Suspension bridges are among the oldest of all bridge designs. Their main supporting element is a flexible cable. Since cables are able to absorb high tensile forces while themselves having little dead-weight, they enable wide-span suspension bridges to be constructed. This makes it possible to bridge longer distances with no supporting pillars, such as over wide gorges. The sag of suspension bridge supporting cables is parabolic in shape, as the weights are attached at relatively short, constant intervals by way of vertical cables to the main supporting cables.
The experimental setup SE 110.18 represents a suspension bridge. The bridge consists of two parallel supporting cables with a roadway suspended between them. U-shaped hangers serve as vertical cables. They are attached to the main supporting cables at regular intervals, and hold the roadway. Deflection rollers act as pylons. The roadway acts upon the supporting cables as a distributed load, and can be loaded by additional weights.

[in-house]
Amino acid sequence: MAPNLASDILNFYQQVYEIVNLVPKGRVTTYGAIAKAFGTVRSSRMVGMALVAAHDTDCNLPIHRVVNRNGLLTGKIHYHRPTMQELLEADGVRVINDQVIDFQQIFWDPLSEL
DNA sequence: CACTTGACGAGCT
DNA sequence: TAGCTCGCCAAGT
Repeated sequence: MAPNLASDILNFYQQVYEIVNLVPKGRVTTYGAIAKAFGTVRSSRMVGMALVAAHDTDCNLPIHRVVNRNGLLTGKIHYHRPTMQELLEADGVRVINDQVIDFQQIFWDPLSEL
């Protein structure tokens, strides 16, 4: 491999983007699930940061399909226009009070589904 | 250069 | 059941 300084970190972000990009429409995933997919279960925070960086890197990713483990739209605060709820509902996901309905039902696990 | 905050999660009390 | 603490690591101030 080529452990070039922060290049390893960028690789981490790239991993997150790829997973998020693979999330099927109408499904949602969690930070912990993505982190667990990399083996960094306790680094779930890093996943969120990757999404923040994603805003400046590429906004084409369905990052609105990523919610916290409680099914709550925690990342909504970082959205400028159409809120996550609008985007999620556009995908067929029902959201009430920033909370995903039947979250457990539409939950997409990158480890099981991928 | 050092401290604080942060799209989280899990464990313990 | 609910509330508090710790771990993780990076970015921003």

Two roadways with different stiffness are available: one rigid and one elastic roadway. The rigid roadway has a hinge in the middle. The hinge permits internal moments in the roadway occurring in response to uneven loading to be visualised – the roadway buckles.
The experimental setup without roadway deals with free-hanging cables. Cables with different dead-weights are studied by attaching additional point loads directly to the supporting cables.
The tensile forces in the supporting cables are determined with the aid of weights. The maximum sag is measured using a scaled rule. The scaled rule is fixed to a cross-arm.
All the component elements of the experiment are clearly laid-out and housed securely in a storage system. The complete experimental setup is arranged in the frame SE 112.